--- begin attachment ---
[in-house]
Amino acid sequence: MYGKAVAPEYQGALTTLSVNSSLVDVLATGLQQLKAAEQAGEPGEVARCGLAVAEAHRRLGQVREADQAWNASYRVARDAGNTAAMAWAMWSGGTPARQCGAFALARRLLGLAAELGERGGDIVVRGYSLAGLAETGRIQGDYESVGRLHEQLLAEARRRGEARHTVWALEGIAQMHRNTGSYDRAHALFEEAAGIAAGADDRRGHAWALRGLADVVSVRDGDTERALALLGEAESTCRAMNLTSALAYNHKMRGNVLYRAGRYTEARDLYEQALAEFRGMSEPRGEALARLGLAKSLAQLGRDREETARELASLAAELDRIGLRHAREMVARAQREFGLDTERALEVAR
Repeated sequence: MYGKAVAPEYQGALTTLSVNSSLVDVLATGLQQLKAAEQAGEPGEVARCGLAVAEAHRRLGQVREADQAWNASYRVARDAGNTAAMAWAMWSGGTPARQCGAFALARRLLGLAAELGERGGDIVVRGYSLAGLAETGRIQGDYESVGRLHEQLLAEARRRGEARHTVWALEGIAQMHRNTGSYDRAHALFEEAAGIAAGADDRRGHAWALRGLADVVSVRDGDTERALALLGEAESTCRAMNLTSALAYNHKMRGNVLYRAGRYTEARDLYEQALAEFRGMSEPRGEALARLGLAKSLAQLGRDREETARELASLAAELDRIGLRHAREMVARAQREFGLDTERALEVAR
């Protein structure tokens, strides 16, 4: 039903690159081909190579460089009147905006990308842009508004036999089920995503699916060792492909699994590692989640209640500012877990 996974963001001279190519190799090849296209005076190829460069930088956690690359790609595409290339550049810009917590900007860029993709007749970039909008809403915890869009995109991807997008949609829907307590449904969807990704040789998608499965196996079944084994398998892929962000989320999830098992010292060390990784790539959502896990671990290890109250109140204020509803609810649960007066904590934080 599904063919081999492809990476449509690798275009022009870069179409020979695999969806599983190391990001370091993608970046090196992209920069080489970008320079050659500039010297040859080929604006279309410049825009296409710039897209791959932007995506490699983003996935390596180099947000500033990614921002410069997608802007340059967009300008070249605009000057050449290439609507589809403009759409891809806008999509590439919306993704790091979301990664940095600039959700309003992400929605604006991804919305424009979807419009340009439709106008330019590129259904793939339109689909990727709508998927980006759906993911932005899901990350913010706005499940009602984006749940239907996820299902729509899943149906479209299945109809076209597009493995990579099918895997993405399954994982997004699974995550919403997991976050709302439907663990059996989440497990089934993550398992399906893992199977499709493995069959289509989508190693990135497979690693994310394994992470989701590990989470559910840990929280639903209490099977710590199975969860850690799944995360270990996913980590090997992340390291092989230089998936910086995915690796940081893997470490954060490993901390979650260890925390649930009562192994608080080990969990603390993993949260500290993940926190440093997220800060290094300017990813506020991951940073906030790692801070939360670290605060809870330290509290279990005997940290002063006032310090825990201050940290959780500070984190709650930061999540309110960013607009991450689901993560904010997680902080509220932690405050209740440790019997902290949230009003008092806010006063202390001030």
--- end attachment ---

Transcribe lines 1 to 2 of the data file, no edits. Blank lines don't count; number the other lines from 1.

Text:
[in-house]
Amino acid sequence: MYGKAVAPEYQGALTTLSVNSSLVDVLATGLQQLKAAEQAGEPGEVARCGLAVAEAHRRLGQVREADQAWNASYRVARDAGNTAAMAWAMWSGGTPARQCGAFALARRLLGLAAELGERGGDIVVRGYSLAGLAETGRIQGDYESVGRLHEQLLAEARRRGEARHTVWALEGIAQMHRNTGSYDRAHALFEEAAGIAAGADDRRGHAWALRGLADVVSVRDGDTERALALLGEAESTCRAMNLTSALAYNHKMRGNVLYRAGRYTEARDLYEQALAEFRGMSEPRGEALARLGLAKSLAQLGRDREETARELASLAAELDRIGLRHAREMVARAQREFGLDTERALEVAR